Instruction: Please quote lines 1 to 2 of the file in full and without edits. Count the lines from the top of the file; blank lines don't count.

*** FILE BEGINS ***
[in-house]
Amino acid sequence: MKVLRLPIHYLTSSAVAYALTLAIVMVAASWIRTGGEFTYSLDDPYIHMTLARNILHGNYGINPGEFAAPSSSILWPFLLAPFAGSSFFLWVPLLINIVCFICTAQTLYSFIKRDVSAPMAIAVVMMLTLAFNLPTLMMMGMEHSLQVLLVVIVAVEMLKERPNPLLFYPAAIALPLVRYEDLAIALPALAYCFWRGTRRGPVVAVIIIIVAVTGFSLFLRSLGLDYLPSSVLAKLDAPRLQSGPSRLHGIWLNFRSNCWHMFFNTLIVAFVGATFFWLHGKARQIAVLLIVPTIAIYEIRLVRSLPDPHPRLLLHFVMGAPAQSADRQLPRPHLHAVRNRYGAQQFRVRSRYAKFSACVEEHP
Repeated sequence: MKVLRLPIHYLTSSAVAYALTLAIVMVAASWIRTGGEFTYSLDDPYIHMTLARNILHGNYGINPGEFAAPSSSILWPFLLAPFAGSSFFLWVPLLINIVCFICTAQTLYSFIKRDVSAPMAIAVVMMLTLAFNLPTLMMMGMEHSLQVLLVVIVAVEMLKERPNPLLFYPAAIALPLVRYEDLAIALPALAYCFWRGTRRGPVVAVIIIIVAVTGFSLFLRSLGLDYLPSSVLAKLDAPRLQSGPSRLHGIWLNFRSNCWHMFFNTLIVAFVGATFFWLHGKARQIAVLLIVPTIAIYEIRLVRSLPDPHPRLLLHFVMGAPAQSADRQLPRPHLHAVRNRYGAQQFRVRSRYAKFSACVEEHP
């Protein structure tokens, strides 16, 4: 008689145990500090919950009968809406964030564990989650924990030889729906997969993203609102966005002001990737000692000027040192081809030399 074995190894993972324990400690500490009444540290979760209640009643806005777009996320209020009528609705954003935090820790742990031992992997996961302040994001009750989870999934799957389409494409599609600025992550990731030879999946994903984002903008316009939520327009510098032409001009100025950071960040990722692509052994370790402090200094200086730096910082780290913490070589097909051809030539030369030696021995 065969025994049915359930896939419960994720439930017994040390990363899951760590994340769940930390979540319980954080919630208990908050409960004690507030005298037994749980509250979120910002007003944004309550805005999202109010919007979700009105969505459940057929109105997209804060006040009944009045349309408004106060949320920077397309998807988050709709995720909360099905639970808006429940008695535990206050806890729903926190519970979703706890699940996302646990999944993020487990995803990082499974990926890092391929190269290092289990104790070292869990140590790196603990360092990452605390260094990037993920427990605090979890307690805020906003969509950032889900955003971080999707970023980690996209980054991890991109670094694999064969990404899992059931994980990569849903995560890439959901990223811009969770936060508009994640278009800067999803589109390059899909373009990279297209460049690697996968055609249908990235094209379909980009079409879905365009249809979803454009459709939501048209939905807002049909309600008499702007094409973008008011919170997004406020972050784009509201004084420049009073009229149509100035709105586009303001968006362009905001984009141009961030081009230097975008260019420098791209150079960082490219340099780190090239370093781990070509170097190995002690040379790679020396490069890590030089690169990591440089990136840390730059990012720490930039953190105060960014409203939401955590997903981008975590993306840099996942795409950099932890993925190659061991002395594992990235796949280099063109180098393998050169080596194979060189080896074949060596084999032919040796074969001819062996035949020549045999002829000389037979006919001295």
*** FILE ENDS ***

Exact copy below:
[in-house]
Amino acid sequence: MKVLRLPIHYLTSSAVAYALTLAIVMVAASWIRTGGEFTYSLDDPYIHMTLARNILHGNYGINPGEFAAPSSSILWPFLLAPFAGSSFFLWVPLLINIVCFICTAQTLYSFIKRDVSAPMAIAVVMMLTLAFNLPTLMMMGMEHSLQVLLVVIVAVEMLKERPNPLLFYPAAIALPLVRYEDLAIALPALAYCFWRGTRRGPVVAVIIIIVAVTGFSLFLRSLGLDYLPSSVLAKLDAPRLQSGPSRLHGIWLNFRSNCWHMFFNTLIVAFVGATFFWLHGKARQIAVLLIVPTIAIYEIRLVRSLPDPHPRLLLHFVMGAPAQSADRQLPRPHLHAVRNRYGAQQFRVRSRYAKFSACVEEHP